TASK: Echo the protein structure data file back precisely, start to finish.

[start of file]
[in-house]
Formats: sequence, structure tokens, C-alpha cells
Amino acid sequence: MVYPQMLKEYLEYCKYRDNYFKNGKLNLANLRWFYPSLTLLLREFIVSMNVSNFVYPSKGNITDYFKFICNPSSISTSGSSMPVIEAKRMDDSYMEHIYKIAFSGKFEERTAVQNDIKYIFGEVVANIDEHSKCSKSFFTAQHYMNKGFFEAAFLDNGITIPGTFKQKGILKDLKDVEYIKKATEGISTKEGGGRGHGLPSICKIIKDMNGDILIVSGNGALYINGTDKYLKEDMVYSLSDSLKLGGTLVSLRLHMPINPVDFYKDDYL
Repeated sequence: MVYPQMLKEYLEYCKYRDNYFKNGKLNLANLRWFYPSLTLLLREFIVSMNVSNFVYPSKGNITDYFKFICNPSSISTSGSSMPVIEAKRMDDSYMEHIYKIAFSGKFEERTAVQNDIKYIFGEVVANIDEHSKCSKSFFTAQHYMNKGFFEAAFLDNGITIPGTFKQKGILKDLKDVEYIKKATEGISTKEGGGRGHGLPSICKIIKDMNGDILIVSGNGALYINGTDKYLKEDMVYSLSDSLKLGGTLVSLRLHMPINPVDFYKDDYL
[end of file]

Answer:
[in-house]
Formats: sequence, structure tokens, C-alpha cells
Amino acid sequence: MVYPQMLKEYLEYCKYRDNYFKNGKLNLANLRWFYPSLTLLLREFIVSMNVSNFVYPSKGNITDYFKFICNPSSISTSGSSMPVIEAKRMDDSYMEHIYKIAFSGKFEERTAVQNDIKYIFGEVVANIDEHSKCSKSFFTAQHYMNKGFFEAAFLDNGITIPGTFKQKGILKDLKDVEYIKKATEGISTKEGGGRGHGLPSICKIIKDMNGDILIVSGNGALYINGTDKYLKEDMVYSLSDSLKLGGTLVSLRLHMPINPVDFYKDDYL
Repeated sequence: MVYPQMLKEYLEYCKYRDNYFKNGKLNLANLRWFYPSLTLLLREFIVSMNVSNFVYPSKGNITDYFKFICNPSSISTSGSSMPVIEAKRMDDSYMEHIYKIAFSGKFEERTAVQNDIKYIFGEVVANIDEHSKCSKSFFTAQHYMNKGFFEAAFLDNGITIPGTFKQKGILKDLKDVEYIKKATEGISTKEGGGRGHGLPSICKIIKDMNGDILIVSGNGALYINGTDKYLKEDMVYSLSDSLKLGGTLVSLRLHMPINPVDFYKDDYL